Tuesday, January 09, 2007

Earlier this evening,while waiting for P to pick me up from school,I suddenly told myself: I could die now.

I am exhausted. We had to adjust the whole department's schedule because of an absent Music teacher; just one teacher missing and the whole school went gaga. And so I taught practically the whole day with only a 50 minute break and a late Jollibee lunch at 3pm. But as I sat under the duhat tree when everyone has gone home,with my feet aching like hell, my back sore and burning,I looked up at the sky and had that moment of utter contentment.

If I'd have to go right there and then, I said, I wouldn't resist. I thought of P and told myself, he'd understand; he knows I love him so much and knowing that he knows is comforting. I've known these kids for two years, so I guess that's good--at least, I've already become a part of their lives. My family will be fine, I said. Because of these, there's no reason why I should fear death, right? I know I've done my best to live freely, trying my might to love and be loved. So as easily as saying yes to freshly brewed coffee, I said, "yes, I could die now."

Who knows?

Monday, January 08, 2007

Iskul Bukol

I’m supposed to be doing tons of things for school now and besides that, I should be preparing dinner since P’s arriving from work any moment. But as usual, the urge to do something other than what you must do is stronger.

Today’s the first day back to school. It started out fine with my eighth graders generally receptive to my introduction of, drum rolls please, the Sun. I had three straight classes from 8 til 12 noon and it was exhausting. My ninth graders had a poetry exercise to start the year and our A Separate Peace unit. I gave them one of those formulaic creative writing, which I wouldn’t normally give but works great when kids just need to let their thoughts out freely and without care for the more disciplined poetic standards. Here’s one of the more striking ones:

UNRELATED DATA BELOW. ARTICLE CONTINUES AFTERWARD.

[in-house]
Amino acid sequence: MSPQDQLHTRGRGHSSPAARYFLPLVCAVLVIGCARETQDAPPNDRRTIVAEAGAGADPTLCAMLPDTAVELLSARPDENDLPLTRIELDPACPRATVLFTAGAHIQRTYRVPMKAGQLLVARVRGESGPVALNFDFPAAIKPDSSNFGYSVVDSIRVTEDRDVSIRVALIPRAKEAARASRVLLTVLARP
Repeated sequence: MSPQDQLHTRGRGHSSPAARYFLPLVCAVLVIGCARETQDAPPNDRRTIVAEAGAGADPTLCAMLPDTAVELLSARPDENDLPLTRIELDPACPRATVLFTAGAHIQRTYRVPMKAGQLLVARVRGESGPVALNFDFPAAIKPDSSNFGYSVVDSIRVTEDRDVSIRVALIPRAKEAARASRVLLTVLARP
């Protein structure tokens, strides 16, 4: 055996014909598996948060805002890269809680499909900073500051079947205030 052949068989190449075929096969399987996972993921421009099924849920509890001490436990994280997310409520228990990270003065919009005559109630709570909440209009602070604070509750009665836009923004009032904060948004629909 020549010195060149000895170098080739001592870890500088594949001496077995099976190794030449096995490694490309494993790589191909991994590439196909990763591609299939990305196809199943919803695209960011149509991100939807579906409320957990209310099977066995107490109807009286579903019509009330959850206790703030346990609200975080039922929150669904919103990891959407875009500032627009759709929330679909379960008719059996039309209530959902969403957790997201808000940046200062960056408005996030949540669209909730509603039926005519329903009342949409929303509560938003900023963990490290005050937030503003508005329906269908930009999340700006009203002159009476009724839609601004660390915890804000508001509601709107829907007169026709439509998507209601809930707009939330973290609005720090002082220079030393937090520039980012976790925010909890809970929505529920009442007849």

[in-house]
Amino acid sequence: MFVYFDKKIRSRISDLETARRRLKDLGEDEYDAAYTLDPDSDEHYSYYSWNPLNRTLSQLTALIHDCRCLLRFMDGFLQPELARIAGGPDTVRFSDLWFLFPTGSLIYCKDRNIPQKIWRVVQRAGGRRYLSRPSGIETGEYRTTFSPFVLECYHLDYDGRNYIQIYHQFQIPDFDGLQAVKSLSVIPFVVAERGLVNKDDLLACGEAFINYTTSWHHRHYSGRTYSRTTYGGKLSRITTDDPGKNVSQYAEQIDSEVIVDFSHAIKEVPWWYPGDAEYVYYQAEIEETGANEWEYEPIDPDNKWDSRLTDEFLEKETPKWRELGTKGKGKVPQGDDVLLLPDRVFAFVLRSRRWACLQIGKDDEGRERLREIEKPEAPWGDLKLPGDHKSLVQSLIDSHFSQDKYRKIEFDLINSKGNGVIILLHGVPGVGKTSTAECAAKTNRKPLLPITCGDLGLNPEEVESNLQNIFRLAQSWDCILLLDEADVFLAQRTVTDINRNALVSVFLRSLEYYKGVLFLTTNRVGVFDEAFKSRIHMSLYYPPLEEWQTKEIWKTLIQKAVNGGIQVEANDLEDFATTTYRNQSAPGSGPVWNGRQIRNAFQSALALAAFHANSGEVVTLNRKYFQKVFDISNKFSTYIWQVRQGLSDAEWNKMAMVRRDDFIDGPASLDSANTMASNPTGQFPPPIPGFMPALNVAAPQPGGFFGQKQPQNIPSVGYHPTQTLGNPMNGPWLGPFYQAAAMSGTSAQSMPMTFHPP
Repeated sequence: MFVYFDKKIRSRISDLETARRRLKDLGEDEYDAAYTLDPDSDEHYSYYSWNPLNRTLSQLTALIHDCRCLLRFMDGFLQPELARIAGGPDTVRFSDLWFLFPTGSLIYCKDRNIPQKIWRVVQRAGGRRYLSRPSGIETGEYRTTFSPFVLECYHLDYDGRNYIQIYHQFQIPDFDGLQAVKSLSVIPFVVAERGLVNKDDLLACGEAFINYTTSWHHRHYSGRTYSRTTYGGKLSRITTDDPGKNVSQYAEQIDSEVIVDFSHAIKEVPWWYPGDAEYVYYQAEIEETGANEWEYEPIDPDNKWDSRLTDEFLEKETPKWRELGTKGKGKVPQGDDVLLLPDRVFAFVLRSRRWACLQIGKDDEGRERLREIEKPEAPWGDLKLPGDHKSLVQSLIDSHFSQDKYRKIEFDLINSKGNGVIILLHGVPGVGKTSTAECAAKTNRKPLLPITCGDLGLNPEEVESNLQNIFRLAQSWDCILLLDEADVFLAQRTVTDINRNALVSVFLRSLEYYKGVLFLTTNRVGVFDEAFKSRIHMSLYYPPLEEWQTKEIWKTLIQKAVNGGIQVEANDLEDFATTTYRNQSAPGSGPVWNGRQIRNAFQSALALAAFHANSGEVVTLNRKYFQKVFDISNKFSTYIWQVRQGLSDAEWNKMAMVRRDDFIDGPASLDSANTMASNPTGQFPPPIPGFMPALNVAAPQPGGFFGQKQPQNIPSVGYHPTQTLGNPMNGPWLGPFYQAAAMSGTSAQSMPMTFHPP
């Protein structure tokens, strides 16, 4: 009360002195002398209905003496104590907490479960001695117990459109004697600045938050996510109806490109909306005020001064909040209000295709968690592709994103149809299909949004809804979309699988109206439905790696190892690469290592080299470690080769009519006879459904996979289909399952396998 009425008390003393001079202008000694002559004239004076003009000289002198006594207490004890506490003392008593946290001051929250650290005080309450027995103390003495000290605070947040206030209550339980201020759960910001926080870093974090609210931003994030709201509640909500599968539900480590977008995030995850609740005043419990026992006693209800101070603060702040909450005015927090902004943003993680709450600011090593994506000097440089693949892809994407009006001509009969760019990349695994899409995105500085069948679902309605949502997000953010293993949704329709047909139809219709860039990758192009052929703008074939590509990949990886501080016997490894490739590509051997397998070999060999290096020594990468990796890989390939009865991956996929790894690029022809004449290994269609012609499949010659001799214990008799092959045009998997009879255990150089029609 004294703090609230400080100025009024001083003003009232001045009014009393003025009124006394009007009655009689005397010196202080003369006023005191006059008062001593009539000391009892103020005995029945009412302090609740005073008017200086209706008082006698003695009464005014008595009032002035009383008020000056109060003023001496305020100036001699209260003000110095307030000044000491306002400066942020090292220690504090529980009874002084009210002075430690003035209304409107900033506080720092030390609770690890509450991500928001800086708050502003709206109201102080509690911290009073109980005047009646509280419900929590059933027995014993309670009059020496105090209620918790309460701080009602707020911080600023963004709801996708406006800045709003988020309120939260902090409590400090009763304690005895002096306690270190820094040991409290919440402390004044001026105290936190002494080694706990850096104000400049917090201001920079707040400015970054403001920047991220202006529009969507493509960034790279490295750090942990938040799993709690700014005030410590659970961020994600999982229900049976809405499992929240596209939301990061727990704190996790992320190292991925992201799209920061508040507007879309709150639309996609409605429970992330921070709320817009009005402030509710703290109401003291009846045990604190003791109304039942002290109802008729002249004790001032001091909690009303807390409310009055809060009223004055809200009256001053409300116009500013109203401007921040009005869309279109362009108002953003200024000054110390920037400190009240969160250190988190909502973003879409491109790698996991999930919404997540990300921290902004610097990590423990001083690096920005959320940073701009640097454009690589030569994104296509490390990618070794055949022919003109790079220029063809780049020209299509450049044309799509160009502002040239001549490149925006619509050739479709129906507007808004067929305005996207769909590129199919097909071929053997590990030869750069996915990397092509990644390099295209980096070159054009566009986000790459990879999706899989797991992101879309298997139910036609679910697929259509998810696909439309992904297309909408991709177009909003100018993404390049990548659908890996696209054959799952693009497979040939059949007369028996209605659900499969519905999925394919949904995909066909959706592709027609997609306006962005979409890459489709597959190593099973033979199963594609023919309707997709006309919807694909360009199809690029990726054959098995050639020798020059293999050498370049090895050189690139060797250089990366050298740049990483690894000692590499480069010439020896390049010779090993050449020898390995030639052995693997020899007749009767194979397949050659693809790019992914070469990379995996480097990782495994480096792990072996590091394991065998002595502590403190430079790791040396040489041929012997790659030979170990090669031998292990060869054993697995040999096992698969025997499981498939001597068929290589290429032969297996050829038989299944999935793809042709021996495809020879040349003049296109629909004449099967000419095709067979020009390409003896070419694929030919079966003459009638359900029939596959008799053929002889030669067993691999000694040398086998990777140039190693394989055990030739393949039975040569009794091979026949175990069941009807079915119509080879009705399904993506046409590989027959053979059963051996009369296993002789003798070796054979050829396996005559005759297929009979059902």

“I seem to be a Great tree
in the rainforests of Africa
but I am just a leaf on the ground
waiting to be stomped on…

I seem to be like a Wolf,
Proud and wild
But merely I am a dog, tamed
And leashed…

I seem to be the cub,
carefree and playful
But in spirit I am the lion,
Taking care of the pride…”

- K, grade 9

One of my eleventh graders submitted his paper on Gandhi, which was actually a consequence for violating a school rule. But more than a consequence, it was also supposed to be an act of atonement. This boy is one of my most intelligent, stubborn and opinionated students. He doesn’t mince his words, is a self-declared capitalist who vows to be filthy rich (even richer than his family is now) in ten years and do this at all costs. He sees a Darwinian world where one survives “by thinking and acting only when it benefits you”. He likens compassion to a condom—you whip it out only when you need it. Some colleagues were bothered. I am, too, of course. But then I realize that this ignorance as I’d like to call it is the reason why teachers really do have an important task in the education of adolescents. I’ve had this boy for two years now and when I first heard his ideas similar to this one, I was appalled and bothered for days. I pointed fingers at so many things: the way he was raised, the wealth of his family, TV and so many other things that I thought had to do with why he thinks the way he does. I wanted to blame people, former teachers, parents… I was even close to resigning to the idea that this kid will turn out to be a really despicable person in the future especially since he is far from being nice at present. In fact, he’s a real challenge—to his teachers and classmates and to his parents. I practically have conferences with his parents every month!